HELENA – Every two years issues involving life and death take center stage at some point during Montana’s 90-day legislative session.
The Montana Legislature begins its 64th biennial session on Monday, and soon committee rooms will again fill up with opponents and proponents delivering dramatic, passionate and sometimes tearful testimony on bills ranging from abortion to the death penalty to physician-assisted suicide.
Here’s a look at some of the beginning- and end-of-life issues lawmakers will grapple with over the next four months.
Montana is among 32 states that has the death penalty, but over the two sessions opponents have inched closer to abolishing the practice.
In 2009 and 2011, measures to abolish the death penalty and replace it with a sentence of life in prison without the possibility for parole passed the Republican-controlled Senate before dying in the House.
In 2013, a nearly identical Republican-backed measure died in the House Judiciary Committee.
Already, two Senate lawmakers have requested legislation for the 2015 session to end the death penalty.
Opposition to the death penalty has drawn a diverse coalition of unlikely political bedfellows with some conservatives now coming on board.
The Montana Abolition Coalition is a bipartisan group of advocacy organizations from across the political spectrum working together to end the death penalty in Montana.
“We are cautiously optimistic,” said Niki Zupanic, public policy director for American Civil Liberties Union of Montana.
ACLU Montana is among 11 organizations that make up the Montana Abolition Coalition. Many of those groups, including the Montana Human Rights Network, the Montana Catholic Conference, ACLU Montana and the Montana Association of Churches are often at odds on social policy issues such as abortion, physician-assisted suicide and nondiscrimination measures. But when it comes to the death penalty, they find common ground.
“We know we’re getting closer on that issue. Whether or not this is the session where it happens, we’re certainly hopeful on that,” said Matt Brower of the Montana Catholic Conference.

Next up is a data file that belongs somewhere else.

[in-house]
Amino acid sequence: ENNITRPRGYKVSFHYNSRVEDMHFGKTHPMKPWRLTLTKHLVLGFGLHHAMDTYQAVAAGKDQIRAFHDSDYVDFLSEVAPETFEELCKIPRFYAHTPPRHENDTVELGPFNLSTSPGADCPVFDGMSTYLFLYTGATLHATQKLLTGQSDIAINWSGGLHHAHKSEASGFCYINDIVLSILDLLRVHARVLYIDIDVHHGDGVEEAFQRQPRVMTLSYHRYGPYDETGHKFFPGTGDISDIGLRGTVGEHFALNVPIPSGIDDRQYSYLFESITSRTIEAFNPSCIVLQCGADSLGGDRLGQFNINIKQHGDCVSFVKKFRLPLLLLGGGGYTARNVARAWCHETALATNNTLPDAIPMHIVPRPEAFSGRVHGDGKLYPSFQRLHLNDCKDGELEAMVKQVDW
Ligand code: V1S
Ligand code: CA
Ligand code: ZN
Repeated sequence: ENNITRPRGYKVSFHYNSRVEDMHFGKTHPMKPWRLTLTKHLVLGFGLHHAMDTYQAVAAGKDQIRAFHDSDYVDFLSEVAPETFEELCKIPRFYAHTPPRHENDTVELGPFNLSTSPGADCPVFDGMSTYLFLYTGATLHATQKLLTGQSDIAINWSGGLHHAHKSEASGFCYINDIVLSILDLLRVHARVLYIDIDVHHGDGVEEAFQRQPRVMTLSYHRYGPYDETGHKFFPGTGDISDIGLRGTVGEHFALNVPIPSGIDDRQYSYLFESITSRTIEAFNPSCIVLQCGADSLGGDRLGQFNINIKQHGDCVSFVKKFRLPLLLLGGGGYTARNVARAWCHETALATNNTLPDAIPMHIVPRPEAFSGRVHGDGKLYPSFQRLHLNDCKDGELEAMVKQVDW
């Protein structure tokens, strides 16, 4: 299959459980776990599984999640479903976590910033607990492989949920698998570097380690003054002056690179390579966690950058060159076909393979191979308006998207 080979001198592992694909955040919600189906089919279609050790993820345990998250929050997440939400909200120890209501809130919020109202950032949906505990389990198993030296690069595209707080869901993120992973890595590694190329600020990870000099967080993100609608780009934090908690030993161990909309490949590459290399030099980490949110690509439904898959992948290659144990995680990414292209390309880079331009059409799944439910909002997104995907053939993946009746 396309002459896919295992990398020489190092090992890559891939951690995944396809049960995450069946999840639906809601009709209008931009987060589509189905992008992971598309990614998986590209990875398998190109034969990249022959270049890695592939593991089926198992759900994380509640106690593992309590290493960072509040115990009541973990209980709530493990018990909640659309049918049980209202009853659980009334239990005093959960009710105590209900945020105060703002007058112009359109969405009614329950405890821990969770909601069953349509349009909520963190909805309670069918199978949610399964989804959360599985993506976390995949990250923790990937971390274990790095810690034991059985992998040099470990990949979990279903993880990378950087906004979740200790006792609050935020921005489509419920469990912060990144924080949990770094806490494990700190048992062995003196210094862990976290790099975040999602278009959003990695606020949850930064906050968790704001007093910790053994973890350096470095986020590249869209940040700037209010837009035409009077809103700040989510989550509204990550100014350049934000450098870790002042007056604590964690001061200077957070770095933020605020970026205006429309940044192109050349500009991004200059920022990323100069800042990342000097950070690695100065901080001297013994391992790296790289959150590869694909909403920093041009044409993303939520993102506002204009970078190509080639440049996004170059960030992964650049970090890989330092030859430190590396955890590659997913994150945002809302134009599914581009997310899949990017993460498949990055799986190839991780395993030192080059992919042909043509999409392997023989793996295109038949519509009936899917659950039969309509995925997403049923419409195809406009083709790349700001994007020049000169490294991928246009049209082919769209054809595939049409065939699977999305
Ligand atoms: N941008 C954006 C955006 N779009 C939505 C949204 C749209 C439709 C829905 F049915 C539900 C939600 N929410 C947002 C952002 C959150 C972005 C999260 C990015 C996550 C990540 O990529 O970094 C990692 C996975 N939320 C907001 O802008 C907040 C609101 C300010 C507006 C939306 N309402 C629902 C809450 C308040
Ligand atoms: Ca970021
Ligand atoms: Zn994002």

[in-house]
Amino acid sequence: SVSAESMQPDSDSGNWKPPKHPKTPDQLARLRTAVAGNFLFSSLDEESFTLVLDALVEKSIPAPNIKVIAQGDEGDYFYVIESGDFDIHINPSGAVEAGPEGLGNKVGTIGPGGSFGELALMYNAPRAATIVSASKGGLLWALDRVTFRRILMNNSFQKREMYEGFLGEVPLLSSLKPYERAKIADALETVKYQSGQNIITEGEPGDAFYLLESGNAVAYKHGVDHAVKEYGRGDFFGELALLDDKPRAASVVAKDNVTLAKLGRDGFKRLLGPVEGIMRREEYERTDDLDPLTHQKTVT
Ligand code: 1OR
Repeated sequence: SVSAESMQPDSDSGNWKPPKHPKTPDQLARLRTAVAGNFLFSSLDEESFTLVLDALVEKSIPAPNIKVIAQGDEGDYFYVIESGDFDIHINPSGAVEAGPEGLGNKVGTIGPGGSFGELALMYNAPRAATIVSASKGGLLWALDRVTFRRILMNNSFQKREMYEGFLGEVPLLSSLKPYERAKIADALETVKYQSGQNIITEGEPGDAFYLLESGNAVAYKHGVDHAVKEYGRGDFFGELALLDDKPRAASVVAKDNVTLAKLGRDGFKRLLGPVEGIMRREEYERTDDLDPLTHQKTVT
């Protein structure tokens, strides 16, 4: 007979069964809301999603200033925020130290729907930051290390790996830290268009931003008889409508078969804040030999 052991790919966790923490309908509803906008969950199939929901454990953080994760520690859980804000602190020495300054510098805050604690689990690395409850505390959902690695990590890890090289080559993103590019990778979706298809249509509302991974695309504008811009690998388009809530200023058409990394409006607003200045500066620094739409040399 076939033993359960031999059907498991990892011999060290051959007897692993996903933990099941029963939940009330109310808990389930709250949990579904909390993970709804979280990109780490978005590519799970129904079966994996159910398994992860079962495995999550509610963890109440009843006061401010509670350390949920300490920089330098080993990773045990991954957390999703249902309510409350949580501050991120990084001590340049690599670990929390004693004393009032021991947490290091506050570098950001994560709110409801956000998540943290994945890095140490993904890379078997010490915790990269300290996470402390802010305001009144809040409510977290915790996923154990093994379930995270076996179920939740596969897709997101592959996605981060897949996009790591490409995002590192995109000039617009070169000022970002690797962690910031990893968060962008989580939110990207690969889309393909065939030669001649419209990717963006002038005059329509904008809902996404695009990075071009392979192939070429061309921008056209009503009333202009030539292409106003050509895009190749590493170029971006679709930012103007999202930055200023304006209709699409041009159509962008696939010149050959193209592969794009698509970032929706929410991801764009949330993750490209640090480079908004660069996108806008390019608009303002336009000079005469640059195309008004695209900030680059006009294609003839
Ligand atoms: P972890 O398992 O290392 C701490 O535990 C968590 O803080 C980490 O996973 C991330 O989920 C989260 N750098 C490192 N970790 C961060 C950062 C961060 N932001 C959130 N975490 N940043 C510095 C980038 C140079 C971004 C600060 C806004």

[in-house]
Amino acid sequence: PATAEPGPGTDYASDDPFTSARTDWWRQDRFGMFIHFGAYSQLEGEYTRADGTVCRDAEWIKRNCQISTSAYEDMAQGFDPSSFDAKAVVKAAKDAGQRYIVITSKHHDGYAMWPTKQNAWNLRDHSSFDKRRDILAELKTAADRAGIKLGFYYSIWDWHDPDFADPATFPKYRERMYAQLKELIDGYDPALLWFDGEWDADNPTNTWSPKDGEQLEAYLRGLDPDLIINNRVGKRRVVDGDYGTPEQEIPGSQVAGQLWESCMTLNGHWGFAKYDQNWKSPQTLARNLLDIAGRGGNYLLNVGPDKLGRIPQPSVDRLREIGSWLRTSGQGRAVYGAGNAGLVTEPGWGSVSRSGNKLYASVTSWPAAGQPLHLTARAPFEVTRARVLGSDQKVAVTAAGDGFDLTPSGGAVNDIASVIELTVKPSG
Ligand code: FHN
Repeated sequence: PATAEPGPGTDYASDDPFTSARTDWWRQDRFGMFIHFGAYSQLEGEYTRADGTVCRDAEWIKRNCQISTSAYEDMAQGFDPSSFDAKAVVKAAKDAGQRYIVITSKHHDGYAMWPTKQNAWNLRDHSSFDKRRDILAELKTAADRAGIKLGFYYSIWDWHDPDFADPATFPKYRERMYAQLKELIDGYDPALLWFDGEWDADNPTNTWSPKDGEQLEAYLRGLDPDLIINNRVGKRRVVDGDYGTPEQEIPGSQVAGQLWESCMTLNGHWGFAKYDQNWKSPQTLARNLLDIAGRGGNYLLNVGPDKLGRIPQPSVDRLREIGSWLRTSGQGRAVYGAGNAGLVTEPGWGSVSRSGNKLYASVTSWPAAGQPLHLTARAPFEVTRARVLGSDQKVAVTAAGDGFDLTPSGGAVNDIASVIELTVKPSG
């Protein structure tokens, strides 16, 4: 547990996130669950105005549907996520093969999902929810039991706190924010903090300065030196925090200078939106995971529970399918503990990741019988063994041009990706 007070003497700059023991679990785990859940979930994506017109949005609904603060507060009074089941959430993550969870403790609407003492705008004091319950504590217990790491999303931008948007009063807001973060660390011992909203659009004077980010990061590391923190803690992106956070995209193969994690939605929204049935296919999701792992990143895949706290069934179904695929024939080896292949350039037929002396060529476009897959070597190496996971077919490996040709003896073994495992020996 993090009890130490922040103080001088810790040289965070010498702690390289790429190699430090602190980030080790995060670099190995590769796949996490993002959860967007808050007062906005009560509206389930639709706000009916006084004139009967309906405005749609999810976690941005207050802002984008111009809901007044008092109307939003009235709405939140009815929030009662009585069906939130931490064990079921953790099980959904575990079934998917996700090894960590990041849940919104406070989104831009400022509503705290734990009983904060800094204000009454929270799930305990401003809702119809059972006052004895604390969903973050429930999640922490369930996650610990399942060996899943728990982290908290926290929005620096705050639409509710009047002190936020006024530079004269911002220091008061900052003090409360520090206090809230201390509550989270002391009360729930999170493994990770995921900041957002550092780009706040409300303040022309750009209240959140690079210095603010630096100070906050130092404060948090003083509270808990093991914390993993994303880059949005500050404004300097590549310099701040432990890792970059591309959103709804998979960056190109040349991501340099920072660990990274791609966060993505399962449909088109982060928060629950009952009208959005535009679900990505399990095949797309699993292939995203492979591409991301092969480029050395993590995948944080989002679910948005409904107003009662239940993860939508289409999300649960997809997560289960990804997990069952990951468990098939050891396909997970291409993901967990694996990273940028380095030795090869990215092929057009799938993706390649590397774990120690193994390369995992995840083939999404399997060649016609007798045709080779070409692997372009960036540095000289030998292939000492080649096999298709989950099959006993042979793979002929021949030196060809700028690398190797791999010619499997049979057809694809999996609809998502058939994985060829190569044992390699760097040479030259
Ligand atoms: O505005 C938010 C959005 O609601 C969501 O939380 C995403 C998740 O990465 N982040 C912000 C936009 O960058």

Increasingly conservative lawmakers are adding their voice of opposition to the death penalty because of mistakes in the judicial system and the high cost associated with executing prisoners.
“More and more legislators are coming to the opinion that the death penalty in Montana is a broken system that can’t be fixed,” Zupanic said. “These legislators come to this position from a wide variety of backgrounds.”
Brower said the bipartisan nature of the opposition is encouraging.
“It’s energizing to be able to come together and recognize we’re trying to push this in a same direction,” Brower said. “It’s a very hopeful experience when you get to collaborate with those you don’t always agree with.”
Aid in dying
In 2009 the Montana Supreme Court ruled in the case of Baxter v. Montana that nothing in state law prohibits physician-assisted suicide.
Since then supporters of the ruling have sought to codify the decision by passing measures that explicitly protect a patient’s right to seek end-of-life aid in dying. Opponents, many of whom say the practice could open the door to a wave of elder abuse, have likewise attempted to pass laws making physician-assisted suicide illegal.
During the 2013 legislative session, the Montana Senate struck down House Bill 505, which would have imprisoned doctors for providing aid in dying to terminally ill patients.
In 2015, both sides are gearing up again for the same fight.
“We think we have a right under our state Constitution to make personal medical decisions with full autonomy, and we think that includes the right to work with your physician to use medication that would hasten end-of-life suffering,” Zupanic said.
Brower said opposition to groups hoping to codify the Baxter decision will be steadfast again in 2015.
“Physician-assisted suicide is going to be a significant issue for us this session, as it was last session,” Brower said. “That’s something we’re very concerned about because we see it as legislation that is providing opportunities that are just ripe for elder abuse.”
Efforts to restrict access to abortion services, cut state funding to programs that help fund abortion services, or measures aimed at adding legal protections to unborn fetuses are likely to come up again in 2015.
Anti-abortion advocates scored a victory in 2013 when they passed HB 391, a bill requiring minor-age girls to get notarized parental consent before they could obtain an abortion. A nearly identical measure that year would have sent the proposed law to the voters as a referendum.
HB 391 passed the Legislature, and as part of a long-term strategy to overturn the law, Gov. Steve Bullock allowed the bill to become law without his signature. A month after the 2013 Legislature adjourned Planned Parenthood of Montana sued to block the law. That lawsuit is still underway.
In the meantime, advocates on both sides of the abortion debate are gearing up for another fight in 2015, though it’s too early to say what bills will be priorities in the upcoming session.
The Montana Family Foundation, which is one of the leading anti-abortion advocacy groups in the state, did not return multiple calls and emails requesting comment on their 2015 legislative agenda.
Brower did not outline a specific abortion-related policy agenda either.
“Issues related to the beginning of life, issues of abortion, that’s always going to be on our radar screen, trying to find ways to make headway there,” Brower said.
Zupanic said the ACLU and other pro-abortion rights groups will work to to hold the line on abortion laws in Montana.